PUBLISHED: 12:13 12 April 2010 | UPDATED: 17:02 20 February 2013
From establishing Roman origins to reuniting families, the Writtle Archives group is having a big impact on the village's past and present, says Jo Jarvis
A Writtle record
ONCE the largest parish in the county, Writtle has a proud heritage and thanks to a dedicated group of women with a passion for the place where they live, that history is unlikely to be forgotten by future generations.
Unearthing details of Writtles places, people and special occasions from times gone by is all part of a days work for members of Writtle Archives.
The group, which is celebrating its 20th anniversary this year, was established after Writtle Parish Council appealed for volunteers to start a collection of photographs in the village. Two decades later Writtle Archives continue to collate records of the village thanks to the tireless work of Pam Jay, Mavis Awcock, Mary Roberts and local historian Wendy Hibbitt
By collecting old photographs, maps, newspaper cuttings and snippets from church and parish magazines, the group traces the truths of Writtles past as well as creating a detailed record of the village as it is today. The groups work is highly valued in the village and many local residents write to Writtle Archives asking for help with researching the history of their house or tracing their ancestors.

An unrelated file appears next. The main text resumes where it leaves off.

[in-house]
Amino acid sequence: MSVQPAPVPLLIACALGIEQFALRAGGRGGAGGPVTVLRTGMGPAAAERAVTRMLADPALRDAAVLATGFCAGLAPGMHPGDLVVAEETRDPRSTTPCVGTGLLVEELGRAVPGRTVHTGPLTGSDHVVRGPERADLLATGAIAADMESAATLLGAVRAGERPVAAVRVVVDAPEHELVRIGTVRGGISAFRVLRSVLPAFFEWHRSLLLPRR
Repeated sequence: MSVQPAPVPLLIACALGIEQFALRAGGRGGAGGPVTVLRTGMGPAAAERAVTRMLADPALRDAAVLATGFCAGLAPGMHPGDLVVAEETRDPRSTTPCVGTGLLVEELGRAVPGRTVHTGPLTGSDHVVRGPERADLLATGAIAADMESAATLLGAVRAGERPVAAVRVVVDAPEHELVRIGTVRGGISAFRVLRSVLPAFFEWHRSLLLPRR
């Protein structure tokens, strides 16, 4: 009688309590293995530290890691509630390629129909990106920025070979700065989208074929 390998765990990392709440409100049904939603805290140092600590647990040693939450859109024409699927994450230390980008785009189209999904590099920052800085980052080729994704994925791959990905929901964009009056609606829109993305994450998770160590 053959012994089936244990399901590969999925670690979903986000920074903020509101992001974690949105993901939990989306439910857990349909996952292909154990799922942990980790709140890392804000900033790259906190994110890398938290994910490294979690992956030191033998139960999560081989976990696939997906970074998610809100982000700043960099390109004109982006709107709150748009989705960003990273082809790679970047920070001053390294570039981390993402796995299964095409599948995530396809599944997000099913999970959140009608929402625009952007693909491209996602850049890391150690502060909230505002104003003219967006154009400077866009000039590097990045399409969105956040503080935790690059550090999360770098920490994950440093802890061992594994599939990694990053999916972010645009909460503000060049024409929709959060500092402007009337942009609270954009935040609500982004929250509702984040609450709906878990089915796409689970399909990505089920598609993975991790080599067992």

Wendy, who has lived in the village for more than 40 years, explains: I get a lot of enjoyment from meeting and helping people and we have had lots of letters from as far away as Canada and New Zealand. In one case we managed to make contact between two cousins who hadnt seen each other for many years. It is a very worthwhile job to find out about peoples families, their occupations and where they lived.
Writtle Archives has also carried out monumental inscriptions and one of its first projects was the recording of all the gravestones in the old and new churchyards at the Church of All Saints, which was closed to burials in 1877.
Wendy adds: My own experiences covered mainly the old part of the churchyard and on many afternoons a friend and I strode into the churchyard with spades, a wheelbarrow, buckets of water and scrubbing brushes to unearth Writtles history. We got peculiar looks from some people who hurried on their way trying not to look too closely, but others overcame their curiosity and came to talk to us, often helping us by deciphering the faint lettering on some of the more exposed stones. The oldest stones uncovered were a group dating back to 1707, in memory to a Mr Hugh Petchey from West Hanningfield, his wife and son.
All the gravestones have since been entered on to a computer and arranged in alphabetical order. Other memorials from the United Reformed Church, war memorial and on seats and trees around the village have also been recorded. One of Writtle Archives most important collections is copies of the parish magazine dating back to 1886 which provide an incredible insight into village life down the centuries.
Wendy continues: From these magazines we realise the importance of agriculture in the village because the school holidays were arranged around the farming year and poverty in the village was shown by a number of charities providing help. For example, the Boot and Shoe Club saw children take a penny a week to school so that at the end of the year they could buy new boots to keep their feet dry.